Italy was our second stop on our European adventure, with five days in Rome after leaving Athens. Again, not nearly enough time to see everything we wanted to and no time to just relax. Every single day was full on; we did a full first day of Coliseum, Roman Forum and Palatine Hill in the morning, and Vatican City in the afternoon after arriving late the night before and a full day of walking around Athens the previous day. My feet have never hurt that much! I would do it again tomorrow if I could, but ideally, I wouldn’t try to cram so much into such a short time.
Here is my list of ten things to do when in Rome – note that there are many things I didn’t get to do which is why they’re not included. These are in no particular order.
- Coliseum and the Arch of Constantine
The Coliseum, or Flavian Amphitheatre, was started in 72 AD and finished in 80 AD. It could seat an average of 65,000 people! It was used for entertainment including mock naval battles, where the bottom was filled with water. Other uses included reenactments of scenes from mythology, famous battles and gladiatorial combat.
The name ‘coliseum’ originally referred to a bronze statue of Nero that was situated nearby. The statue was eventually pulled down so the bronze could be reused.
The Arch of Constantine sits between the Coliseum and Palatine Hill and is 21 metres tall. It is the largest triumphal arch in Rome (A triumphal arch is a structure shaped like an arch, with one or more arched passages – the Arc de Triomphe in Paris is another example) and would have originally spanned a road. In this case, it was the ‘Via Triumphalis’ the road used by an emperor when entering the city in triumph. The Arch of Constantine was dedicated to the emperor Constantine I for his victory over emperor Maxentius.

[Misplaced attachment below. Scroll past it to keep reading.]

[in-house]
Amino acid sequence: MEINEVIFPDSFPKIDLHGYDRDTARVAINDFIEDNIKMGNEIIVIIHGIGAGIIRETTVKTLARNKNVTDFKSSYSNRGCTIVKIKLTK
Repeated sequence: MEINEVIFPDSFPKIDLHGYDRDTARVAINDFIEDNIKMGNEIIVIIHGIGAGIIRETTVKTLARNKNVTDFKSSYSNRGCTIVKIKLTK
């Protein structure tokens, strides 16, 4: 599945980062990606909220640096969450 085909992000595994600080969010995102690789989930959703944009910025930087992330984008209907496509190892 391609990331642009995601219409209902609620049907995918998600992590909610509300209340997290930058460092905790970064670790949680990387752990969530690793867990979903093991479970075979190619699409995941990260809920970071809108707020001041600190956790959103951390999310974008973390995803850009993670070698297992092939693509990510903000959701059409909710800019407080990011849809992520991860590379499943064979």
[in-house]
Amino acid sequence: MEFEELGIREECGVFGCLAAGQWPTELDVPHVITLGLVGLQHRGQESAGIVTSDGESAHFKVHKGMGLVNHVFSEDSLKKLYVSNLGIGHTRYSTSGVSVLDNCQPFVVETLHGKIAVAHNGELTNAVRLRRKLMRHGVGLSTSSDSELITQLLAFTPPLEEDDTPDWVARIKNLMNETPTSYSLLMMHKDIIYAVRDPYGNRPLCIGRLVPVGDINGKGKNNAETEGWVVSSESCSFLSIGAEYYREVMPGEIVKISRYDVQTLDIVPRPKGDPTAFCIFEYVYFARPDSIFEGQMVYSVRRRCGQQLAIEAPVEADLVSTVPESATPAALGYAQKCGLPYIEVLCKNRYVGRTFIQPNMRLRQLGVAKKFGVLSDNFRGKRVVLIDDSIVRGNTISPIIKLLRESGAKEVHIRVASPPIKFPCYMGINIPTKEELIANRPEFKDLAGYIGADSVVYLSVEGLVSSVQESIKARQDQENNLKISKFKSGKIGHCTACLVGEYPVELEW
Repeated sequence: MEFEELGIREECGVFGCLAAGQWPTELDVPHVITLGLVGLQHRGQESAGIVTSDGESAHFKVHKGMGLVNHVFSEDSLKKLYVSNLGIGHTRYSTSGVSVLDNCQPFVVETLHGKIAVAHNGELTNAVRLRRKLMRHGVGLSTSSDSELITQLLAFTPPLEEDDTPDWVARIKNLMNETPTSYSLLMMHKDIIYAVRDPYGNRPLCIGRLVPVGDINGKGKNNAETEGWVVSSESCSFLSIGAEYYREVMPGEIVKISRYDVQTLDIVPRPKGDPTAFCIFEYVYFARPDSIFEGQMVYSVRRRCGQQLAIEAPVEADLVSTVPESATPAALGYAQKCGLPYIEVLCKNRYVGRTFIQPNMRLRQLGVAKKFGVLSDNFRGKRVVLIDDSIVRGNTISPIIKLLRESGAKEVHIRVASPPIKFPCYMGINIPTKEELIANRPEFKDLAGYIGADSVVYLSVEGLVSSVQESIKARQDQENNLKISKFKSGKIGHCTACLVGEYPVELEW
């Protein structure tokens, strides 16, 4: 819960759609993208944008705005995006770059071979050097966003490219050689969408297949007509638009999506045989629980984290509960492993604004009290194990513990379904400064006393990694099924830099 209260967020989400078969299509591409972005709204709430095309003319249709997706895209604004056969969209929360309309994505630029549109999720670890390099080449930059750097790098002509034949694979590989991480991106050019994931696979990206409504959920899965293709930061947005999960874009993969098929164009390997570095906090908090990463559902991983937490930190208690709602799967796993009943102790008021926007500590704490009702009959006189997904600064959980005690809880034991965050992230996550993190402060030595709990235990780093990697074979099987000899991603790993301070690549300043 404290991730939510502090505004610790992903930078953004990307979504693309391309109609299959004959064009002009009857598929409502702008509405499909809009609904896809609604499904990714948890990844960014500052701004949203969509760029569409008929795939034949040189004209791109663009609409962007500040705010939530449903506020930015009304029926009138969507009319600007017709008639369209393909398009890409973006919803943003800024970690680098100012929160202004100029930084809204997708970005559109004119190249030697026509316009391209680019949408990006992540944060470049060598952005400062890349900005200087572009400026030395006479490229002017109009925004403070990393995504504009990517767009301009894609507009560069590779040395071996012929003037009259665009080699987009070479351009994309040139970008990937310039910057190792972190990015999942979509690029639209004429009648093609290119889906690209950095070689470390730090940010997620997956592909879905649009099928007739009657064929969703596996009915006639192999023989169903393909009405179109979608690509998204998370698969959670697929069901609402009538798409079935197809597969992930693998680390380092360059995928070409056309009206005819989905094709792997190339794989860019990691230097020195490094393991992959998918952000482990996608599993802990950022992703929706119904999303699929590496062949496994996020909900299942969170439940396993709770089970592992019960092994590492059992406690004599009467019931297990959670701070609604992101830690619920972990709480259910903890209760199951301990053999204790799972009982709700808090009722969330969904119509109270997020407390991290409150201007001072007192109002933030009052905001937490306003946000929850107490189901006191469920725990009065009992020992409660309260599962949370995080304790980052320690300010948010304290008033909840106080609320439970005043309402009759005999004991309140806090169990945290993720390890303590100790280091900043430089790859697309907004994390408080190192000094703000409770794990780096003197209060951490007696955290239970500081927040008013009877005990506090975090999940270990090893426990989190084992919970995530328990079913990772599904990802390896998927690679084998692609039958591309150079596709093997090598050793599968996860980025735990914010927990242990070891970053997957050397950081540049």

2. Roman Forum and Palatine Hill
Palatine hill overlooks the Roman Forum and is the centre hill of the seven hills of Rome. It is also one of the oldest parts of Rome and according to ancient Roman mythology was the location of the cave where Romulus and Remus were found as infants by the wolf Lupa who kept them alive.
The Roman Forum was the centre of Rome. It contained a marketplace, important government buildings and was where public speeches, elections and criminal trials were held, among other things.
3. Pantheon and the Piazza della Rotunda
The Pantheon was once a temple dedicated to all gods but now functions as a church. The original building was commissioned by Marcus Agrippa but burnt down and was rebuilt by emperor Hadrian. Because the Pantheon has been continually used throughout history, it is one of the most well-preserved buildings of ancient Rome.
The Piazza della Rotonda is the square outside the Pantheon. The fountain and obelisk were designed in 1575. The Egyptian obelisk is from the reign of Ramses II (19th Egyptian dynasty). In the 1880s, the original marbles figures were removed and replaced with copies. The originals can be seen in the Museum of Rome.
4. Piazza di Spagna and the Spanish steps
The Piazza di Spagna connects the Bourbon Spanish Embassy with Trinità dei Monti church at the top of the Spanish steps. The area is very busy as you can see from my photos – it’s a popular spot to sit and rest as well as being near the high-end shopping area.
There are 135 steps on the staircase with a fountain at the bottom. When we were there in September 2015, the Trinità dei Monti church was undergoing renovations.